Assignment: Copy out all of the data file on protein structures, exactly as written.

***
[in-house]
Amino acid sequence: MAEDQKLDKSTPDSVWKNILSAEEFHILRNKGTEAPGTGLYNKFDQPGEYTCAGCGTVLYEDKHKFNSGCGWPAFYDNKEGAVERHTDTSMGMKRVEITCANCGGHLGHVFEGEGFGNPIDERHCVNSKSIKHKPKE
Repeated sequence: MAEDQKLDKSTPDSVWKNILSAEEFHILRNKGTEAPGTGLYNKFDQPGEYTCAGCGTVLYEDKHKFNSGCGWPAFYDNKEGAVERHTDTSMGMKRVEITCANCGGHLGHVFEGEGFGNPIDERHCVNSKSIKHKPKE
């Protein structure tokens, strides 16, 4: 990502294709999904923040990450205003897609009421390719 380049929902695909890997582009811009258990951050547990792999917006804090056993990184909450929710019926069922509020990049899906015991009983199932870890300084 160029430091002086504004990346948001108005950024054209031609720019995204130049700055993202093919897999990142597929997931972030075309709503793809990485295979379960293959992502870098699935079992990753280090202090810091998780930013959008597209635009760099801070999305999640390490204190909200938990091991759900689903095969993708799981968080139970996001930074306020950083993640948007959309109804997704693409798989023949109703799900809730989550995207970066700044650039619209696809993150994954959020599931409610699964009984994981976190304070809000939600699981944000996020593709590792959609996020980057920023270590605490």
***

[in-house]
Amino acid sequence: MAEDQKLDKSTPDSVWKNILSAEEFHILRNKGTEAPGTGLYNKFDQPGEYTCAGCGTVLYEDKHKFNSGCGWPAFYDNKEGAVERHTDTSMGMKRVEITCANCGGHLGHVFEGEGFGNPIDERHCVNSKSIKHKPKE
Repeated sequence: MAEDQKLDKSTPDSVWKNILSAEEFHILRNKGTEAPGTGLYNKFDQPGEYTCAGCGTVLYEDKHKFNSGCGWPAFYDNKEGAVERHTDTSMGMKRVEITCANCGGHLGHVFEGEGFGNPIDERHCVNSKSIKHKPKE
């Protein structure tokens, strides 16, 4: 990502294709999904923040990450205003897609009421390719 380049929902695909890997582009811009258990951050547990792999917006804090056993990184909450929710019926069922509020990049899906015991009983199932870890300084 160029430091002086504004990346948001108005950024054209031609720019995204130049700055993202093919897999990142597929997931972030075309709503793809990485295979379960293959992502870098699935079992990753280090202090810091998780930013959008597209635009760099801070999305999640390490204190909200938990091991759900689903095969993708799981968080139970996001930074306020950083993640948007959309109804997704693409798989023949109703799900809730989550995207970066700044650039619209696809993150994954959020599931409610699964009984994981976190304070809000939600699981944000996020593709590792959609996020980057920023270590605490």